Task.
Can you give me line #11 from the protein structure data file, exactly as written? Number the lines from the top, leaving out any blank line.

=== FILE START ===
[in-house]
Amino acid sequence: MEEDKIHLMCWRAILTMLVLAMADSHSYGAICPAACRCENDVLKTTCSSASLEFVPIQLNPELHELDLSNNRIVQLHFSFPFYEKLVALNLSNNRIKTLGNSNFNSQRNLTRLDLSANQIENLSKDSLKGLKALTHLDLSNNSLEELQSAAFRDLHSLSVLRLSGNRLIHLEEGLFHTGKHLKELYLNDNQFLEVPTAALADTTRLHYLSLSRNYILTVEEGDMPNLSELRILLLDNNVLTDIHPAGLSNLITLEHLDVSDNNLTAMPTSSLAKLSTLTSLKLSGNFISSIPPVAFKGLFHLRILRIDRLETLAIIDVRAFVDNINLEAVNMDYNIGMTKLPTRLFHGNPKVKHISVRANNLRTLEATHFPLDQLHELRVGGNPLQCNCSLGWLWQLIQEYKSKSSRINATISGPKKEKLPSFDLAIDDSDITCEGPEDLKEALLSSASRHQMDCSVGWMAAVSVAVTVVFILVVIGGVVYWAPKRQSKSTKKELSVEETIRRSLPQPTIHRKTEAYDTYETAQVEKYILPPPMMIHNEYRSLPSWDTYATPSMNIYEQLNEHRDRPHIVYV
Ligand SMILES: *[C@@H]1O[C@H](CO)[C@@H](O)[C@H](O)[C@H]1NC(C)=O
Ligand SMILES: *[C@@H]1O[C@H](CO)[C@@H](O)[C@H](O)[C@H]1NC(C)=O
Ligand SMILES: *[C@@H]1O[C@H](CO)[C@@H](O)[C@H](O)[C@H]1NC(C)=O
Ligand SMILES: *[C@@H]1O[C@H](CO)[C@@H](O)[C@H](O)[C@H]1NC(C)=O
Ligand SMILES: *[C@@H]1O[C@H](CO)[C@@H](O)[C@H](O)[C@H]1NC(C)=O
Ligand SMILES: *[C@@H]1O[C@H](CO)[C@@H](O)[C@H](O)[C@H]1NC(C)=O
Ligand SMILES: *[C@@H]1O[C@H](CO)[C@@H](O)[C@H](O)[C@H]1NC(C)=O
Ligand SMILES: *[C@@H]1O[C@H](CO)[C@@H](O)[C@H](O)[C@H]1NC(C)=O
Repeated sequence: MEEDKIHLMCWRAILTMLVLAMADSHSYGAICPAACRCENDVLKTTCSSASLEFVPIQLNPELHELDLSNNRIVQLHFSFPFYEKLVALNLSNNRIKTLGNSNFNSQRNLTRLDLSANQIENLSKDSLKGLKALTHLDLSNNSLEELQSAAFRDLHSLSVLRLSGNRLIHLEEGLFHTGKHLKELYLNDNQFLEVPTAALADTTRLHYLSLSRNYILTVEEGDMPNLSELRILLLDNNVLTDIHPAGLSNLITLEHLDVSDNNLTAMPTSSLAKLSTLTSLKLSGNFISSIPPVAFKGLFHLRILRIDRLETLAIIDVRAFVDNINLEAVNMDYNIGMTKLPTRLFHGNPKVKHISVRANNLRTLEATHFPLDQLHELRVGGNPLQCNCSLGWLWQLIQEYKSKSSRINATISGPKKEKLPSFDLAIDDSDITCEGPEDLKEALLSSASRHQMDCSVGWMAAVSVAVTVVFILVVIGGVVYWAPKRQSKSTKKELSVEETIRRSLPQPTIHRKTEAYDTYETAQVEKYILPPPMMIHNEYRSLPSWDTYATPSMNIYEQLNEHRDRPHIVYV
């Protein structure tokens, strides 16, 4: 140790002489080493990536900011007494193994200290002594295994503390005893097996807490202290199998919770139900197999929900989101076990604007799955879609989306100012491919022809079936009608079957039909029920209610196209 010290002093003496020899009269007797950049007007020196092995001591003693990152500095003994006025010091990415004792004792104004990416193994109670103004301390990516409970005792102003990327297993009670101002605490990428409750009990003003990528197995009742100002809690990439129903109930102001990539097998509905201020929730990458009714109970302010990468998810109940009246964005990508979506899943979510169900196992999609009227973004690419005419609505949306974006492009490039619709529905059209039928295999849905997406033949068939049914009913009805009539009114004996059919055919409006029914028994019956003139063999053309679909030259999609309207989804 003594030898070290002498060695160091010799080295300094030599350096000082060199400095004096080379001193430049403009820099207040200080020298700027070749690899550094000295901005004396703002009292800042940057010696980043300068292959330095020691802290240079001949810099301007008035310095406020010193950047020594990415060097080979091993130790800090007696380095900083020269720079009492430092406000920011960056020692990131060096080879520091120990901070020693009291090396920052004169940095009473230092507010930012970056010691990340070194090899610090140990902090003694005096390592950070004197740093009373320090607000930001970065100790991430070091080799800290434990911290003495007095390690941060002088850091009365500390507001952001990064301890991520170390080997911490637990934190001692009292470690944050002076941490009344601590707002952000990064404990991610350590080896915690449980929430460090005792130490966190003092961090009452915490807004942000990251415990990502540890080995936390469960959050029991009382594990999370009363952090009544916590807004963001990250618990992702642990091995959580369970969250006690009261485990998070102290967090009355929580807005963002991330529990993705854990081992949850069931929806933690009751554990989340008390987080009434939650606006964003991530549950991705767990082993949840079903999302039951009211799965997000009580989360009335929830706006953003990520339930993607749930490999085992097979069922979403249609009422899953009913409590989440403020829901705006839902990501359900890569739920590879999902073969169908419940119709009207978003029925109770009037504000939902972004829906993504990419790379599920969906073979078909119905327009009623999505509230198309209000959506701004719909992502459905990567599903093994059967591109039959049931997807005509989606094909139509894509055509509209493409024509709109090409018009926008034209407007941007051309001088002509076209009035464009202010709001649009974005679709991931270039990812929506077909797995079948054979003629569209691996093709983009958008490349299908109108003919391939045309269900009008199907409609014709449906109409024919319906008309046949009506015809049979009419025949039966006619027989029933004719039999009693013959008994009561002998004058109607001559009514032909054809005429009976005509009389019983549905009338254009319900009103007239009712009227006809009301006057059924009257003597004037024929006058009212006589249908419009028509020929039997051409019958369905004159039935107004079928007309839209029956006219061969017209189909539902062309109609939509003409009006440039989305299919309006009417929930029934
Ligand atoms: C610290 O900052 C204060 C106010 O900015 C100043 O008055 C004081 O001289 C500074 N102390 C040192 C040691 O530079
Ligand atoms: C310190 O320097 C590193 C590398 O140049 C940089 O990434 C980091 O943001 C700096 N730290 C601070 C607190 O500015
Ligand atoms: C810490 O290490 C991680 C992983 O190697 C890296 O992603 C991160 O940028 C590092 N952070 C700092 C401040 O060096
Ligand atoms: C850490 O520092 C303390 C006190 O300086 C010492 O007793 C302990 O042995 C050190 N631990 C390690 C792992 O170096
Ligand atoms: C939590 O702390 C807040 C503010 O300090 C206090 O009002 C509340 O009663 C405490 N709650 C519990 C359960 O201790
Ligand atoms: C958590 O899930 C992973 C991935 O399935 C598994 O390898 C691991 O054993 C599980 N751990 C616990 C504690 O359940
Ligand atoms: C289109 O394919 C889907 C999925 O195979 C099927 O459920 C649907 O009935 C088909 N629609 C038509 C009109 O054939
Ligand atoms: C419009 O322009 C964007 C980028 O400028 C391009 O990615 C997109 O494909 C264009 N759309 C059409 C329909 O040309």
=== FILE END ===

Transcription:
Repeated sequence: MEEDKIHLMCWRAILTMLVLAMADSHSYGAICPAACRCENDVLKTTCSSASLEFVPIQLNPELHELDLSNNRIVQLHFSFPFYEKLVALNLSNNRIKTLGNSNFNSQRNLTRLDLSANQIENLSKDSLKGLKALTHLDLSNNSLEELQSAAFRDLHSLSVLRLSGNRLIHLEEGLFHTGKHLKELYLNDNQFLEVPTAALADTTRLHYLSLSRNYILTVEEGDMPNLSELRILLLDNNVLTDIHPAGLSNLITLEHLDVSDNNLTAMPTSSLAKLSTLTSLKLSGNFISSIPPVAFKGLFHLRILRIDRLETLAIIDVRAFVDNINLEAVNMDYNIGMTKLPTRLFHGNPKVKHISVRANNLRTLEATHFPLDQLHELRVGGNPLQCNCSLGWLWQLIQEYKSKSSRINATISGPKKEKLPSFDLAIDDSDITCEGPEDLKEALLSSASRHQMDCSVGWMAAVSVAVTVVFILVVIGGVVYWAPKRQSKSTKKELSVEETIRRSLPQPTIHRKTEAYDTYETAQVEKYILPPPMMIHNEYRSLPSWDTYATPSMNIYEQLNEHRDRPHIVYV